Top 5 most useful mobile apps for a holiday in China
- On May 16, 2016
- By Cez Krol
- In Tips for travellers
Smartphones are a great help in our everyday lives and your holiday in China will be no exception. There are many apps we use daily to help us work more efficiently, communicate easily, and record our memories and social events. Travel in China will enrich your understanding of the world, expand your horizons, and highlight the differences in the way the internet is used here. To help you make the transition as smooth as possible, and to have the best possible China experience, I have compiled a list of the top 5 most useful apps for a holiday in China. In fact, if you’re planning to stay here for much longer, it will be even more useful for you to use these apps. Let’s get started!
Chinese internet is used by more than one fourth of the world’s population (speakers of Mandarin language), and most of them coming from one single country – China. Therefore, it’s no surprise that the internet differs slightly from the rest of the world and is regulated differently. While you will struggle to access some of the Chinese websites abroad, being in China you may have trouble opening pages of Facebook, YouTube, Twitter, Google, etc. VPN will allow you to access the internet as if you were in another country. It is important that you take action before you arrive and install a VPN app before you arrive. It is very difficult to do that once you are here.
There are many VPNs available on the market and over the years I have used and tested several of them. You can find some free ones, like OpenGate, which may or may not work well, depending on how important accessing Facebook or Google is for you. If it is crucial for you to have access to these services, then invest a bit of money in the paid VPNs like Astrill or VyprVPN.
WeChat is one of the most widely and frequently used apps in China. It is very similar to Watsapp (coincidence? I think not). WeChat is basically an app used to communicate with friends, share moments like photos or short videos publicly, and more recently can be used to book hotels, trains, flights, taxis and do some shopping. The most useful feature for the holiday makers in China is the instant translations of the chats you have with the locals you meet during your stay.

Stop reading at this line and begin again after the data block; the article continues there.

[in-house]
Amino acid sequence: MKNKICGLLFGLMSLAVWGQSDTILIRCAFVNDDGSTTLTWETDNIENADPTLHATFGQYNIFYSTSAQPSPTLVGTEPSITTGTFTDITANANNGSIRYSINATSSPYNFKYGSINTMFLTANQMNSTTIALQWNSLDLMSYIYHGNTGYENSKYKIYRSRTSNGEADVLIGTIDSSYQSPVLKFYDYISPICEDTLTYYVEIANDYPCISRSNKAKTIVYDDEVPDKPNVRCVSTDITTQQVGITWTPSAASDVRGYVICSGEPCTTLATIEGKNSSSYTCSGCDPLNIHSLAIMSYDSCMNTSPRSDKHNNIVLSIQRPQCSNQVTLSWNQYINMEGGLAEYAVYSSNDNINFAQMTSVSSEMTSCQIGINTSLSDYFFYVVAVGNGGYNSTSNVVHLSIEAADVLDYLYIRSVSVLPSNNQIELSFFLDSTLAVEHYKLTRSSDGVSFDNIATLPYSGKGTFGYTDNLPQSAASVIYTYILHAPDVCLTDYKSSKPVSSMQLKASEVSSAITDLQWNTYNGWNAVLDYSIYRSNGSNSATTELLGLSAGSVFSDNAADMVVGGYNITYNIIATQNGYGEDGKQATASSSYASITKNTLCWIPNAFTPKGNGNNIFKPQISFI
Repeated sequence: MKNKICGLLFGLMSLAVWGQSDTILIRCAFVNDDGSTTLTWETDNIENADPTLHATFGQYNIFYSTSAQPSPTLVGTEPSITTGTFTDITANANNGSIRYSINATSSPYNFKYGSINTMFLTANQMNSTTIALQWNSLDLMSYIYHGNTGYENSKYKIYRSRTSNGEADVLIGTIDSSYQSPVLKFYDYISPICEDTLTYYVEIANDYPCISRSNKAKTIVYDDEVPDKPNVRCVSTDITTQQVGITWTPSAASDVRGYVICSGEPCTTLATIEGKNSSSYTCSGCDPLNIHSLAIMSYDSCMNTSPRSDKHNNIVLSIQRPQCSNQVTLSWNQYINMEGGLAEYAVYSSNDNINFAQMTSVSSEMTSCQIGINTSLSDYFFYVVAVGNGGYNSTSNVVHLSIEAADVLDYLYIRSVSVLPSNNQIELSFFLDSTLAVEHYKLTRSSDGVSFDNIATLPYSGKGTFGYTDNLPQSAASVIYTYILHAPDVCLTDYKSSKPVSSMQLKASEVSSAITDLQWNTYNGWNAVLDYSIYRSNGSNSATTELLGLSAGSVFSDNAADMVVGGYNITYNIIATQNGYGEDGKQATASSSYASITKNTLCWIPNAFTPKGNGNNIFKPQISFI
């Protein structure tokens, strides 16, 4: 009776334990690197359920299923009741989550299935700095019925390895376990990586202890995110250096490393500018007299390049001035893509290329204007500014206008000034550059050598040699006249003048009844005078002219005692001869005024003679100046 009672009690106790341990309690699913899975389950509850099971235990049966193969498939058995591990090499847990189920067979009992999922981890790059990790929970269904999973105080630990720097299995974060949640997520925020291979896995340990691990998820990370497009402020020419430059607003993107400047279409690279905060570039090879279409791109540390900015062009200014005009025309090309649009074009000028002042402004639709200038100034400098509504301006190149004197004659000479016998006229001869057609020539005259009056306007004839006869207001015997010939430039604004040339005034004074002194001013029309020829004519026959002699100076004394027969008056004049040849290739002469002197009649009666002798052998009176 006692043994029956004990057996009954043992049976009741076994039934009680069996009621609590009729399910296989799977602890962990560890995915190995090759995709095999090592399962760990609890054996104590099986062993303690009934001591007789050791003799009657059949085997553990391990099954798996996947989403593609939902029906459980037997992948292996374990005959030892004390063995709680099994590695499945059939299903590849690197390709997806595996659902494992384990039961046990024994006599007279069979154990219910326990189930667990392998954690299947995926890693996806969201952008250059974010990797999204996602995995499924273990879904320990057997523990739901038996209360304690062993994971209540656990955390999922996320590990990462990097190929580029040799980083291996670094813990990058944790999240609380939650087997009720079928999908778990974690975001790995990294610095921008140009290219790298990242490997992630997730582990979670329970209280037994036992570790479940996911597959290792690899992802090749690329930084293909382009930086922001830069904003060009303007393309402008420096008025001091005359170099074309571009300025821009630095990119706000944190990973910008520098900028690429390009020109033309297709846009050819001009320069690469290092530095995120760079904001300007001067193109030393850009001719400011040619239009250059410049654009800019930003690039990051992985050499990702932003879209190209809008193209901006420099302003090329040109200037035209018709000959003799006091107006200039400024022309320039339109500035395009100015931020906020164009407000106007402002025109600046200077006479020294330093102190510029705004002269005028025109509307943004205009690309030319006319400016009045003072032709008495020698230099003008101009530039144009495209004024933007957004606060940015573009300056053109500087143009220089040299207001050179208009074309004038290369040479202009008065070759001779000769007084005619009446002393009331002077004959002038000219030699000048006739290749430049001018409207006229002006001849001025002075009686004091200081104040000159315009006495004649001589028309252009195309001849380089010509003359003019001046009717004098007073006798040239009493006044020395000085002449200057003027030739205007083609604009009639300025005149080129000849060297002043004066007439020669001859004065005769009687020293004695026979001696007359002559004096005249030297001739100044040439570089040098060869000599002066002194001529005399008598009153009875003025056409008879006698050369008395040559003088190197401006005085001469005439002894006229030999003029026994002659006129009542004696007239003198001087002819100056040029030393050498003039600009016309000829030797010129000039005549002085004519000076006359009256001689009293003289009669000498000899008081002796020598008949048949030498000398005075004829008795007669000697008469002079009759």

WeChat is available in most major languages and is more widely used worldwide than one would think. I know for a fact because I met a few people from Europe using this app when I was travelling outside of China. I have also convinced a few of my friends and family members to use it to get in touch with me and they use WeChat to talk among themselves too. Wait for it, the new WeChat trend may knock on your door at some point anyway, so you might want to download it while it’s still a hipster thing abroad.
The function and necessity of this app for a holiday maker in China doesn’t have to be explained in much depth. Let me just say that meeting someone who can say anything more than “hello” and “thank you” is as rare as meeting a blonde-haired person speaking fluent Mandarin. Very rare. Therefore, you will need to find ways to communicate your basic needs. You can have a handy little book with important phrases, someone showing you around, or an app that will translate for you offline.
The two major and probably best developed translation apps are Google Translate and Baidu Fanyi. If you download the offline English and Chinese translation packs for the Google Translate App it will work very well. Remember that you have to do it prior to your arrival in China. If you find yourself in here already and without VPN, go and download Baidu Fanyi which work very similarly to Google Translate (coincidence? I think not).
#4 Baidu Maps
Getting around foreign territories may have been a big problem years ago, but with the era of smartphones came maps that use GPS navigation systems which can show you exactly where you are, where you want to go, and how to get there. By default, most foreigners would want to use Google maps with which they are familiar, but that may prove difficult in China. Not only connection to Google servers is severely restricted, the maps themselves are usually outdated.
For the most accurate directions you should use Chinese Baidu Maps available on Android and iOS. They are up-to-date and easily accessible in China. However, the interface comes in Chinese only, so in most of cases you will still need the help of a local to find your way around. Some of the tourist attractions can be found by searching in English, and if you don’t have Chinese language installed on your phone you can type in Pinyin (alphabetical version of Chinese).
If you’re not using Skype yet, your trip to China will show you how useful it can be. This app allows you to call home for free if your friends or family also use Skype, or at very low rates if you’re calling phones. It will allow you to stay in touch with the important people in your life who didn’t come with you.
What’s your favourite app for a holiday in China?
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